UVA scav hunters imitate U of C annual tradition over break

By Libby Pearson

Members of the Federation of Independent Scavenger Hunt Teams (FIST) traveled to Charlottesville, Virginia over spring break to participate in and judge the University of Virginia’s (UVa) first imitation Scavenger Hunt.

A group of students originally intended to act as contenstants, but arrived at UVa and realized that their help was needed. “We went down with the intent to compete,” Doug Diamond, a fourth-year in the College, said. “We ended up helping organize and run the event, which most definitely would not have happened in any significant fashion without our contributions,” said Colin McFaul, a third-year in the College.

The group included fourth-years in the College Diamond and Sam Smith, third-years in the College Steven Irizarry and McFaul, second-year in the College Allie Shapiro, and first-year in the College Matt O’Meara.

McFaul said that when he talked to UVa organizer Jonathan Soma, he discovered a lack of judges and an “impending disaster,” as he put it, for the event. The FIST delegates volunteered to help judge and were allowed to add about 30 items to Soma’s list.

Knowingly modeling his own event after the spring quarter tradition that has been active for around 20 years at Chicago, Soma created a list with 300 items, recruited judges, planned road trips and a Scav Olympics tournament, and even provided a hint on the website.

However, UVa’s teams were made up of only four to six people and there were few large construction items. Around 19 teams competed.

Soma was surprised at the number of teams that participated and described the event as an overwhelming success. “If we didn’t do it again, it’d probably be a mortal sin against fun at the university,” he said.

Soma explained that the changes he made to the Chicago-style event were designed to get UVa’s first Hunt off the ground.

“Along with hundreds of past participants and thousands of dollars, [Chicago] also has almost two decades of Scav Hunt under its belt,” Soma said. UVa simplified the rules by limiting the team to six. “Six people seemed like a good unit for a close-knit bunch of friends to band together.”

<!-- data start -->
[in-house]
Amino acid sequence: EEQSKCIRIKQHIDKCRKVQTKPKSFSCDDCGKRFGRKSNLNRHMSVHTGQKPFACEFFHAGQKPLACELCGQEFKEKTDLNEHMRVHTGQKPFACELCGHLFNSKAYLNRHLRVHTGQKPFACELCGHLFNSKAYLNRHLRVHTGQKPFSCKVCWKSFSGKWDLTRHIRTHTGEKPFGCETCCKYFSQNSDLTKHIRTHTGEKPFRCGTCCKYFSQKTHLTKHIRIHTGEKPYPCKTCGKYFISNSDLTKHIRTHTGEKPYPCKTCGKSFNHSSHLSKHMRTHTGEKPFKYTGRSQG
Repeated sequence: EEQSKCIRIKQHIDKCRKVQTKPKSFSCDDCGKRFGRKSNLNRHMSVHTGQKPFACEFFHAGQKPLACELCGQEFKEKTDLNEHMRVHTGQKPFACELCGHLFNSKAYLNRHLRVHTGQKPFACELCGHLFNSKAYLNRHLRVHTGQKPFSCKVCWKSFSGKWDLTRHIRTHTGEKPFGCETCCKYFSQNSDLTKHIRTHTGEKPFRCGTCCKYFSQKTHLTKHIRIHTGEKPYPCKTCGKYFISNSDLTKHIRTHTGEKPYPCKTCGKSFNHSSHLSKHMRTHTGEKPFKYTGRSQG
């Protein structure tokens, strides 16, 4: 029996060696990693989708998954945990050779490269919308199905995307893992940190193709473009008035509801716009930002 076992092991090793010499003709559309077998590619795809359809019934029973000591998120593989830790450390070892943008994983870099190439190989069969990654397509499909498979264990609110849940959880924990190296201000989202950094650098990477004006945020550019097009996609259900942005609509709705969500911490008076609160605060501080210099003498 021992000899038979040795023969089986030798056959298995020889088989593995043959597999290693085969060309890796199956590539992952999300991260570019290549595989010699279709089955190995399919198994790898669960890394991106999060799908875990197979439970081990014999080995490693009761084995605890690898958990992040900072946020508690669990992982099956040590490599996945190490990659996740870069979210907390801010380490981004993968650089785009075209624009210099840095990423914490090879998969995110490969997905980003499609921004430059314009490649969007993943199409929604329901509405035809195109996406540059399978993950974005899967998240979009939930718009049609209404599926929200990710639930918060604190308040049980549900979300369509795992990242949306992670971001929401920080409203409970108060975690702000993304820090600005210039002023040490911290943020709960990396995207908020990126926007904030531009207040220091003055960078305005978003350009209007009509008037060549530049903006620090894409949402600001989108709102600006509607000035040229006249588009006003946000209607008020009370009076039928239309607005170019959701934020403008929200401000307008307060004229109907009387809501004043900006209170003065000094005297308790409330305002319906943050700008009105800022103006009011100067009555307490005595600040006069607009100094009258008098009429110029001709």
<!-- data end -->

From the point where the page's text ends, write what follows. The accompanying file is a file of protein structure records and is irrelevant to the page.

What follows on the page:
He said the list wasn’t too complicated, and involved neither heavy construction nor large-scale theft. ” I feel like it was just complicated enough to be fun but not so much that it discouraged participants,” Soma said. “We were aware that our teams were a maximum of six people, all first-timers, so we built it to their abilities.”

McFaul compared Soma’s list to the earliest Scav Hunt lists. “[It’s] much less complex than more recent lists, and heavily dependent on local trivia,” said McFaul.

List items included those with local flavor such as: “A picture of yourself with the sandwich lady at Newcomb. You know who I’m talking about. Extra points if she isn’t scowling.”

The Chicago visitors made sure to leave their mark by writing items, such as number 242: “Tools for the U of C’s hunt: PVC, duct tape, wood, and Palevsky’s team. Use the PCV, duct tape, and wood to build a GIANT dollar sign to represent Palevsky, those tools.”

Cream soda fanatic Irizarry included a contest to find the best cream soda, to be judged by him.

The FIST delegates slept on Soma’s floor, attended a contestant’s birthday party, discovered Little John’s New York Delicatessen at Charlottesville’s Corner District, and immersed themselves in the UVa way of life. “[It was] quite nice to be in an actual college town, which had actual 24-hour restaurants,” Smith said.

Chicago Scav Hunt Judges Jessica Jalbrzikowski, Joe Anderson, Ben Golden, and Courtney Prokopas traveled to Virginia mid-way through their hunt to hang around and witness the accomplishments of the FIST team.

Soma was impressed with the enthusiasm and optimism of the delegates from FIST. “They helped push us to not underestimate the hunters and include a few things we weren’t originally going to do,” he said.

Though UVa appreciated Chicago’s presence, there were a few instances of culture clash. “I think the major misunderstanding was their belief that Scav Hunt is more important than watching The OC. It is not,” said Soma.

The members of FIST said that if Chicago’s Scav Hunt has the potential to spread to an institution like UVa, which Soma described as overrun with pastel-polo-shirt-wearing undergraduates, then there is hope that it will spread to other colleges as well.

“I’m really psyched that the idea of the Great Hunt seems to be catching on,” said T. Benjamin Buckley, a former member of FIST and current judge.

“I don’t know that it would catch on everywhere; a certain dreary, workaholic ethos is required a priori for this particular brand of madness,” Buckley said. “However, as long as everyone remembers their history and pays due homage to Chicagoan original, it’s ninja-sweet that they want to, as it were, be like Mike.”